I’m at various steps with various people. Most souls are where Jerry is. They don’t want a scripture passage blurted out at them. They know evil is rising at an historic level, and they want a “real religion” that has “real power.” … they want to find hope in an “all-powerful God.” We have that!!! We just need to help souls know about it.
I worked for two decades as a staff apologist for an apostolate devoted to Catholic evangelization. You might think I’d be pleased to read of Heilman’s Adventures in Evangelization.
I was revolted, but wasn’t entirely sure why. I knew Heilman’s approach was manipulative and self-aggrandizing (rather than humble and directed toward God, as I’m certain he intended), but there was something more that bothered me that I couldn’t define. Feeling the need to respond in some small way though, I shared the link to Heilman’s how-to guide to evangelization on my own page and commented, “In some ways, Missionary Friendship is even worse than Missionary Dating. Run, Jerry.”
Then I returned to my newsfeed.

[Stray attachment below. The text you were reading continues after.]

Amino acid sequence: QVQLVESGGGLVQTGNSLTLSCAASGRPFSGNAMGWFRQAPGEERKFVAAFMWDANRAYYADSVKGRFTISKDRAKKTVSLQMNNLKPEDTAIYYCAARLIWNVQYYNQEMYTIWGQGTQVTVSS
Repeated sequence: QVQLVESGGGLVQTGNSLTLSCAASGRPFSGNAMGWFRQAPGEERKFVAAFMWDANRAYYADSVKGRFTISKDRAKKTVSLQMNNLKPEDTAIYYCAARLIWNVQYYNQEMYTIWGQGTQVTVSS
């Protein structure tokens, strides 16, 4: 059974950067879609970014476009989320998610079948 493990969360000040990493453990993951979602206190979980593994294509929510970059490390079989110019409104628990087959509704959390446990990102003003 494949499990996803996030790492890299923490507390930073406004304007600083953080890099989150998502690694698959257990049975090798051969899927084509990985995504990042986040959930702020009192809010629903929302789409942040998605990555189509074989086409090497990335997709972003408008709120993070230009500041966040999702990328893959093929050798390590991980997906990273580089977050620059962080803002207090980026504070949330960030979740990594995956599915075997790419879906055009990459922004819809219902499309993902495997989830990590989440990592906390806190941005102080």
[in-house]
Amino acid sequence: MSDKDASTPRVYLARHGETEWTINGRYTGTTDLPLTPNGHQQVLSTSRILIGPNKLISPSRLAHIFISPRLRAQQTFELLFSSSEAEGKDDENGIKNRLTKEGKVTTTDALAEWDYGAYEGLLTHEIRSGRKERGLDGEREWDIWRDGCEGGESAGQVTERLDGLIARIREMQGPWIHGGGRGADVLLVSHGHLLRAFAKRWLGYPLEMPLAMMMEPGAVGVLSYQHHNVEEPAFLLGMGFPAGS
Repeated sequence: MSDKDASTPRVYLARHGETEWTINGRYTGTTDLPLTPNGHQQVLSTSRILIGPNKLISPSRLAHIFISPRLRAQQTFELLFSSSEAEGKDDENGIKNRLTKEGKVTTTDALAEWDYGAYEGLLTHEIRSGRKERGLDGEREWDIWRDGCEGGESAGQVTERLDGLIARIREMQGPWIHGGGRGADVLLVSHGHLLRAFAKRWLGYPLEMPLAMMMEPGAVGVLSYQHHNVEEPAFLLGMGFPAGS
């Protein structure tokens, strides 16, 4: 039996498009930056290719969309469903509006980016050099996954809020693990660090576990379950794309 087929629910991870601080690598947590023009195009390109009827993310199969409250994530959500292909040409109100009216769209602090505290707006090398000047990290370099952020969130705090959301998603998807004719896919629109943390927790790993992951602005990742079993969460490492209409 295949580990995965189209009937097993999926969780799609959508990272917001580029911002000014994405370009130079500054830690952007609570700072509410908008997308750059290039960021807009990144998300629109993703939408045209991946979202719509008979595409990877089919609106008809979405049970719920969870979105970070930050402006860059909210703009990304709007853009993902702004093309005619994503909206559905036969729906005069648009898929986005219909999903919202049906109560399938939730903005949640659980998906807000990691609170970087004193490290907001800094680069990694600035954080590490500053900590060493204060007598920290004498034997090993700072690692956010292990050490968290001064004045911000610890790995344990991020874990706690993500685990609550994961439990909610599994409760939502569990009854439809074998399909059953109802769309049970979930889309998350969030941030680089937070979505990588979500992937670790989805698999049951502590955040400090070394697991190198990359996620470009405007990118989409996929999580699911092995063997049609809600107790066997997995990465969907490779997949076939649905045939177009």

The first post I saw was the latest update from Humans of New York. The page’s owner, Brandon Stanton, takes photographs of interesting people, usually in New York where he is based, and posts the portraits along with stories from the people he’s featuring. In this post, Stanton spoke with and photographed a Dominican priest.
Father talked about how he prefers to spend time with joyful people, not “grumps.” He spoke kindly of the grouches, but quickly moved on to sharing about people in difficult circumstances who still manage to find pleasure in life. In particular, he remembered a little girl he met during his time as a chaplain on the pediatric ward of a cancer treatment center (slightly edited for readability).